9/11 Panel’s Plan Would Reduce Influence of CIA
The intelligence reorganization proposed by the Sept. 11 commission would have the overall effect of sharply reducing the influence of the CIA while increasing the importance of the Pentagon and giving the White House more direct control over covert operations, according to assessments by a range of experts including commission and congressional staff members, legislators and current and former intelligence officials.
Most public attention has focused on the commission’s recommendation to create a national intelligence director inside the Executive Office of the President who would have hiring, firing and budgetary authority over the 15 agencies that make up the intelligence community. But the more controversial and wide-ranging part of the commission’s plan, according to both those who support it and those who are skeptical, is a dramatic realignment of the intelligence-gathering roles played by agencies across the government, a shift that stretches beyond the counterterrorism role that was the commission’s main focus.
That restructuring will be a central focus of congressional hearings on the commission’s recommendations — the first of which is set for tomorrow — and is under scrutiny by White House officials who are trying to quickly decide which proposals they will back. The commission plan calls not only for the creation of a national counterterrorism center to coordinate anti-terrorist intelligence efforts government-wide but also for the establishment of an unspecified number of national intelligence centers. These centers, overseen by the national intelligence director, would focus on the day’s major issues, such as weapons proliferation, international crime and troublesome areas in the Middle East, Asia and Eurasia.
The centers would diminish the CIA’s influence in several ways, officials point out. The commission said it hopes each of the new intelligence centers would become the president’s main source of analysis for its area of expertise — supplanting a role of the CIA director. Moreover, the centers, whose staffs would be drawn from the CIA, the FBI and the Defense and State departments, would not necessarily be located at the CIA, where those roles are mainly housed today, but “in whatever department or agency is best suited for them,” the commission recommended.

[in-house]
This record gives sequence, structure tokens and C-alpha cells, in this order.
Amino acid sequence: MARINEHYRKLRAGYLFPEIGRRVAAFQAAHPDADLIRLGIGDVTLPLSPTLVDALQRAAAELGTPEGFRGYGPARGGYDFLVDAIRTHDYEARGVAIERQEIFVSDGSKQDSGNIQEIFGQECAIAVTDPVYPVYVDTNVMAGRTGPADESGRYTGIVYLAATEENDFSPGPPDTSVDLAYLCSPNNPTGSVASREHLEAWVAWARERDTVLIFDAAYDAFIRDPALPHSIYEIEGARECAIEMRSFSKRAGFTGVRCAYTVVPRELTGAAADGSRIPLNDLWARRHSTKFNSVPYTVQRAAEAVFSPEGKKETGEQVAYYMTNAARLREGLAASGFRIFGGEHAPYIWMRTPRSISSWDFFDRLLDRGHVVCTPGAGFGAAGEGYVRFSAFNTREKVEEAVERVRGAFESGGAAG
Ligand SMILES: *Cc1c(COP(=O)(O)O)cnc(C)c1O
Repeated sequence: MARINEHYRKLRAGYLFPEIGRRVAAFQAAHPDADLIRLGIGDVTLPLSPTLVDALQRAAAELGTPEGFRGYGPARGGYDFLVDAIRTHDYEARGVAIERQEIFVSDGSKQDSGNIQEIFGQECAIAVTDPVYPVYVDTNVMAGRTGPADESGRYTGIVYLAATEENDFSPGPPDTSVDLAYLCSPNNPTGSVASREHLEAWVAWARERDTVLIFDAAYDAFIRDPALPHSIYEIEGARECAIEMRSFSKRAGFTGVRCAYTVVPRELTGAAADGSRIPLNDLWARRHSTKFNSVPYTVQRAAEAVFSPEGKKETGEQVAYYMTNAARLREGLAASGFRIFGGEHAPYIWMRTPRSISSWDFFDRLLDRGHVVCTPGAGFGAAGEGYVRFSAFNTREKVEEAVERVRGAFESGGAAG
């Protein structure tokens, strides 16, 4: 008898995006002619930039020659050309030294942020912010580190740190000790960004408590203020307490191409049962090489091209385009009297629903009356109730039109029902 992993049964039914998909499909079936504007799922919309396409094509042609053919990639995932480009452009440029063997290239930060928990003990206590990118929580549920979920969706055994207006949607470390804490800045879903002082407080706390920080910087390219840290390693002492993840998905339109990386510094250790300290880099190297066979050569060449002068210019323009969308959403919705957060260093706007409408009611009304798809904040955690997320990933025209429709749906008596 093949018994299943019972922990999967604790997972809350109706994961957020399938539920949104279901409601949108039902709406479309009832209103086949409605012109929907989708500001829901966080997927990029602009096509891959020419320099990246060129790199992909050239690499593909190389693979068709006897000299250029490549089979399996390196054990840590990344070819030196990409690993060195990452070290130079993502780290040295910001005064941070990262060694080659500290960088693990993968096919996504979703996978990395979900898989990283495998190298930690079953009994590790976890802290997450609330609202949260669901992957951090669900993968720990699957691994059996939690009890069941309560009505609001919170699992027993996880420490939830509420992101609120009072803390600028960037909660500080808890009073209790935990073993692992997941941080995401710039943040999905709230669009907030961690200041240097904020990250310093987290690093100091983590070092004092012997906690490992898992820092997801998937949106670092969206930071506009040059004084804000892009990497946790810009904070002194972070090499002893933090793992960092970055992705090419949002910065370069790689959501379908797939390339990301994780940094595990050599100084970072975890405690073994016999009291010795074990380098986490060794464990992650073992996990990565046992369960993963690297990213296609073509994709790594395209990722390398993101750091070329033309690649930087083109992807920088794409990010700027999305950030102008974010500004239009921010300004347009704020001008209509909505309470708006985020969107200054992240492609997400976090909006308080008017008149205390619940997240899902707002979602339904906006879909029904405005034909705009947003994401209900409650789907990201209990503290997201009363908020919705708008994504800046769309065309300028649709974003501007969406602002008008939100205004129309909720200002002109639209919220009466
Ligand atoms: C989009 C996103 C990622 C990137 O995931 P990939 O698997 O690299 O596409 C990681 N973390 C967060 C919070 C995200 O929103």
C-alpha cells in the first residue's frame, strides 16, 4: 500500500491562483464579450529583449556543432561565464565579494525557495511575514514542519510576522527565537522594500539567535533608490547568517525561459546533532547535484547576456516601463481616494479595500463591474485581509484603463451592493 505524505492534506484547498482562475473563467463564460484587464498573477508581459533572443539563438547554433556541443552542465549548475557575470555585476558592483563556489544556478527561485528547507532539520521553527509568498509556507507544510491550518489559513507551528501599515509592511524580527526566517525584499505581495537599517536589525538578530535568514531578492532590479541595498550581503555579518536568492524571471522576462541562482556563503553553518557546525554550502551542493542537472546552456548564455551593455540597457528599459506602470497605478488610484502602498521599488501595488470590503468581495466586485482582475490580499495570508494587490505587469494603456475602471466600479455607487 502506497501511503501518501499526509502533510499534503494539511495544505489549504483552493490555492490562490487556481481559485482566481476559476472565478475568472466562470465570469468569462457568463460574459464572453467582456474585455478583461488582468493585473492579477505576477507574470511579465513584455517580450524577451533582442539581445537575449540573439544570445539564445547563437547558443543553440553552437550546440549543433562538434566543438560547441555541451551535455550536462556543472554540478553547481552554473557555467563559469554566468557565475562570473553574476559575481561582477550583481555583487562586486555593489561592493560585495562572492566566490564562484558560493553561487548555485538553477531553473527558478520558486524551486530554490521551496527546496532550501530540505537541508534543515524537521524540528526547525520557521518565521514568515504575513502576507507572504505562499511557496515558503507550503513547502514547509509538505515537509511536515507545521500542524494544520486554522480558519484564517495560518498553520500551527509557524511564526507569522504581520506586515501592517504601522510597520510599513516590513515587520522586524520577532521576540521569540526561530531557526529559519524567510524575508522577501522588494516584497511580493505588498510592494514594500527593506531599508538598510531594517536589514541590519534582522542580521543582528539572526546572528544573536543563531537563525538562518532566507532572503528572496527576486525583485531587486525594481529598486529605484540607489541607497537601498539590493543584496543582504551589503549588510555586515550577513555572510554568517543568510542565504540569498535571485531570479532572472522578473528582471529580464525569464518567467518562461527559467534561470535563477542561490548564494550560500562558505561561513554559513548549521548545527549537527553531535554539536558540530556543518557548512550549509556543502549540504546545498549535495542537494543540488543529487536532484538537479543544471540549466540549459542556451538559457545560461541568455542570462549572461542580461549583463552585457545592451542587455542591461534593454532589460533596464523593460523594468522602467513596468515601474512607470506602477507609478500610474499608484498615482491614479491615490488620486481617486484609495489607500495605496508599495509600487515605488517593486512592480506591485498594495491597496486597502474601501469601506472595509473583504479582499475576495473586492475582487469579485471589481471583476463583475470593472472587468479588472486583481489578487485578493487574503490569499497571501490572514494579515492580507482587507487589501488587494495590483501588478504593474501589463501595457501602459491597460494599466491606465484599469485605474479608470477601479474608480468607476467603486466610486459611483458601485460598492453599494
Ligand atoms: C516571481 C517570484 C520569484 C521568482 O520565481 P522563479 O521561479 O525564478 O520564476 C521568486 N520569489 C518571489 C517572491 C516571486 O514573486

Interesting indeed. While I see how this plan would diminish the influence of the CIA — which would be a natural consequence of taking the DCI hat away from the CIA Director, anyway — it is not at all clear to me that it would increase the power of DoD. Right now, the lions’ share of the intelligence budget is under control of the SECDEF. If a DNI is given that authority, the SECDEF is necessarily greatly diminished in the intelligence community. As Don Snow always told me, “Policy is what gets funded.” Control of spending is the key to political power.
Where DoD would gain power under the commission’s plan is in the part of intelligence that isn’t really intelligence: covert military operations.
The commission recommends letting the Pentagon take over “lead responsibility” for covert paramilitary operations, which in the recent past, particularly in Afghanistan and Iraq, had rested primarily with the CIA. The commission report said the agency had “unsatisfactory” results in such operations before Sept. 11, a reference to failed attempts to kill or capture Osama bin Laden in the 1990s.
Former CIA director Robert M. Gates said that recommendation troubled him the most. “The line between foreign and domestic covert operations is not clear,” Gates said in an interview, adding that it reflects a “lack of historic perspective.” He recalled the problems caused when the White House directly ordered covert activities, citing Oliver L. North’s generating arms shipments to Iran in 1985 and 1986 to get hostages released, and even the Watergate scandal, when the CIA helped those who broke into Daniel Ellsberg’s office. “There is a dire need for serious structural changes inside the agency and for restructuring the community,” said Gates, now president of Texas A&M University. “But some of these ideas are not well thought-out, and the results could be disastrous.”
Regardless, this is why John Kerry’s assertion that he would simply implement all the panel’s recommendations — which have not yet been enacted into law despite an entire week going by! — is foolhardy. Abdication of decision-making on a fundamental change in our national security apparatus to a panel of mostly non-experts makes no sense. Getting the recommendation of a panel of seasoned policymakers is fine. Ultimately, though, it is the job of Congress and the President to make these decisions.